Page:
Photo: AP

U.S. Attorney General Jeff Sessions on Wednesday wound up unintentionally clarifying why the federal government is suing the state of California during a speech delivered on Wednesday to members of the California Peace Officers Association.

Sessions said his office filed a lawsuit on Tuesday to invalidate three California laws he claimed restricted the federal government’s ability to enforce immigration laws. The lawsuit claims the state’s pro-immigrant laws “discriminate against the United States.”

But Sessions’ barely concealed rage that immigration authorities aren’t allowed to do whatever they want at all times—and the fiercely nativist rhetoric he used during the speech—gave his game away.

“We admit 1.1 million immigrants lawfully to permanent legal status—green card status—every year, the highest numbers in the world. Indeed, at this unprecedented rate we will soon have the largest percentage of non-native born in our nation’s history,” Sessions told his audience of law enforcement officers. Later, he echoed President Trump’s infamous comment that “Americans are dreamers too”:

It cannot be the policy of a great nation to up and reward those who unlawfully enter its country with legal status, Social Security, welfare, food stamps, and work permits. Meanwhile those who engage in this process lawfully and patiently and wait their turn are discriminated against at every turn.

Most Americans get this. They are working hard to make ends meet, follow the rules, and try to keep their loved ones safe.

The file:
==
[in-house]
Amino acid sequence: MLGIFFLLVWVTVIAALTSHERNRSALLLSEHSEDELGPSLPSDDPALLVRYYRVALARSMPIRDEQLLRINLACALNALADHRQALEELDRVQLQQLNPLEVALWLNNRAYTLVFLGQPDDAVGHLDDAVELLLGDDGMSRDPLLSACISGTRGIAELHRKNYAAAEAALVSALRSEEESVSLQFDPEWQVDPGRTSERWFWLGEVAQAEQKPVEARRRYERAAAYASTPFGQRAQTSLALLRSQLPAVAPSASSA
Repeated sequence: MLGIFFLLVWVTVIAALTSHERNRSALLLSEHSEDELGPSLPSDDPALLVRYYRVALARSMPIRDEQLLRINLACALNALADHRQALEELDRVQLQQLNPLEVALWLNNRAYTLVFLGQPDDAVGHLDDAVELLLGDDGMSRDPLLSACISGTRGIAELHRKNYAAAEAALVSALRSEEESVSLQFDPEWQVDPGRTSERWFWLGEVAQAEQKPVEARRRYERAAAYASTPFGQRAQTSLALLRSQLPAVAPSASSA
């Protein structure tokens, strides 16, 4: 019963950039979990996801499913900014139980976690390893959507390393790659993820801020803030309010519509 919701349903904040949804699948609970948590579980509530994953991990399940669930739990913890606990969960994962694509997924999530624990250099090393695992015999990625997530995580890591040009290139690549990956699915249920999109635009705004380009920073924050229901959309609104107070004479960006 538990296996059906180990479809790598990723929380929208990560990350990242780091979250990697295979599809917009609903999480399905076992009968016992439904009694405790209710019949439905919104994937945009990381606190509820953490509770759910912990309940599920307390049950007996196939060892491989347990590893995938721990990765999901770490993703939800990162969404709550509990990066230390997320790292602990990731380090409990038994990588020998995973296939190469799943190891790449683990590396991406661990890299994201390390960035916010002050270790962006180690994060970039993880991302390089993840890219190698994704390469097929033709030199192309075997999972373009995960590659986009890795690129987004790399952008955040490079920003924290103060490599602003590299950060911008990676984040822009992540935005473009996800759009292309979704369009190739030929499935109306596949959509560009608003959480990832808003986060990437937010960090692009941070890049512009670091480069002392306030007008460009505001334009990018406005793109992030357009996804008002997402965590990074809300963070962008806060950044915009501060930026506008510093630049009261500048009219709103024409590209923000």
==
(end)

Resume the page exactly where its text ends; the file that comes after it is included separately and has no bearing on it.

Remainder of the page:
They, our citizens, want our government to think about them for a change to consider their interests. They have dreams too. Frankly, this commonsense concept was a key factor in President Trump’s election. Elections have consequences.

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Sessions also told his audience that Immigration and Customs Enforcement and Border Patrol agents were their “brothers and sisters.” The attorney general then claimed California laws did not allow federal agents to “do the job that Congress directed them to do.”

But a look at the lawsuit shows that this is not true.

The suit challenges three straightforward laws that the state passed in the last year. The most controversial provisions require federal immigration officials to obtain a warrant signed by a judge before local law enforcement agencies transfer people being released from local jails to ICE custody.

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California state officials maintain the laws do not restrict federal law enforcement agents from doing their jobs. The law merely requires ICE agents to get a judge’s blessing before they obtain custody of whoever they want.

The lawsuit also seeks to invalidate Assembly Bill 450 (the Immigrant Worker Protection Act) which prohibits public and private employers from allowing ICE agents to enter non-public areas unless they have a warrant signed by a judge. And it challenges Assembly Bill 103, which created a state inspection system for immigration detention facilities. (This is only humane, considering California housed the deadliest detention center in the country last year.)

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These may seem reasonable, but Sessions made his real problem clear in the speech, stressing that even minimal restrictions on immigration authorities were unacceptable to him. He said the laws “[create] an open border system,” and that “ICE agents are federal law enforcement officers carrying out federal law. California cannot forbid them or obstruct them in doing their jobs.”

Sessions may have also come to California as an act of personal retribution against California Attorney General Xavier Becerra. Becerra’s office has filed 28 lawsuits against the federal government, ranging on issues that range from the environment to immigration to health care. The state has yet to lose a single lawsuit.

In a response to Sessions’ speech, Becerra said California state laws are fully constitutional. “Our state laws work in concert with federal laws,” he said in a news conference.